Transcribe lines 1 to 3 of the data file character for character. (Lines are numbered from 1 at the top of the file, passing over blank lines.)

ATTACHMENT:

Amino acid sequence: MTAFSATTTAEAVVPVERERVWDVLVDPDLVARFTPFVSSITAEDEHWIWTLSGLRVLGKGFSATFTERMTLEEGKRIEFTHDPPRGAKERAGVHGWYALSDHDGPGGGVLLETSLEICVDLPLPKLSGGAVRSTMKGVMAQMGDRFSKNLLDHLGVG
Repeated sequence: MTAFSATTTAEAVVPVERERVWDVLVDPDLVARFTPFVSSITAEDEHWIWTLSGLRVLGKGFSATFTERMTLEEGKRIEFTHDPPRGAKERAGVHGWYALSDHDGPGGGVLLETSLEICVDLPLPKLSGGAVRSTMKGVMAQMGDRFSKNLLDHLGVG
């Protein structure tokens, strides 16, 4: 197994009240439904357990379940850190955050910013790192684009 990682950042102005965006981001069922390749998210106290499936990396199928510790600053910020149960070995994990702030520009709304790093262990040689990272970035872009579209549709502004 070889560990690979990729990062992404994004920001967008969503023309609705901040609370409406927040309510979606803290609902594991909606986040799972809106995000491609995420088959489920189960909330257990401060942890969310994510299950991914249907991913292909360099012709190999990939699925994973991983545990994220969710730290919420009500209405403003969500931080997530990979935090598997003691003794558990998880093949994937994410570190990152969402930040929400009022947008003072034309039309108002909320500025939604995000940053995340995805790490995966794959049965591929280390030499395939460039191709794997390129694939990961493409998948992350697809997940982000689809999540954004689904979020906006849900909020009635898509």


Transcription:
Amino acid sequence: MTAFSATTTAEAVVPVERERVWDVLVDPDLVARFTPFVSSITAEDEHWIWTLSGLRVLGKGFSATFTERMTLEEGKRIEFTHDPPRGAKERAGVHGWYALSDHDGPGGGVLLETSLEICVDLPLPKLSGGAVRSTMKGVMAQMGDRFSKNLLDHLGVG
Repeated sequence: MTAFSATTTAEAVVPVERERVWDVLVDPDLVARFTPFVSSITAEDEHWIWTLSGLRVLGKGFSATFTERMTLEEGKRIEFTHDPPRGAKERAGVHGWYALSDHDGPGGGVLLETSLEICVDLPLPKLSGGAVRSTMKGVMAQMGDRFSKNLLDHLGVG
């Protein structure tokens, strides 16, 4: 197994009240439904357990379940850190955050910013790192684009 990682950042102005965006981001069922390749998210106290499936990396199928510790600053910020149960070995994990702030520009709304790093262990040689990272970035872009579209549709502004 070889560990690979990729990062992404994004920001967008969503023309609705901040609370409406927040309510979606803290609902594991909606986040799972809106995000491609995420088959489920189960909330257990401060942890969310994510299950991914249907991913292909360099012709190999990939699925994973991983545990994220969710730290919420009500209405403003969500931080997530990979935090598997003691003794558990998880093949994937994410570190990152969402930040929400009022947008003072034309039309108002909320500025939604995000940053995340995805790490995966794959049965591929280390030499395939460039191709794997390129694939990961493409998948992350697809997940982000689809999540954004689904979020906006849900909020009635898509």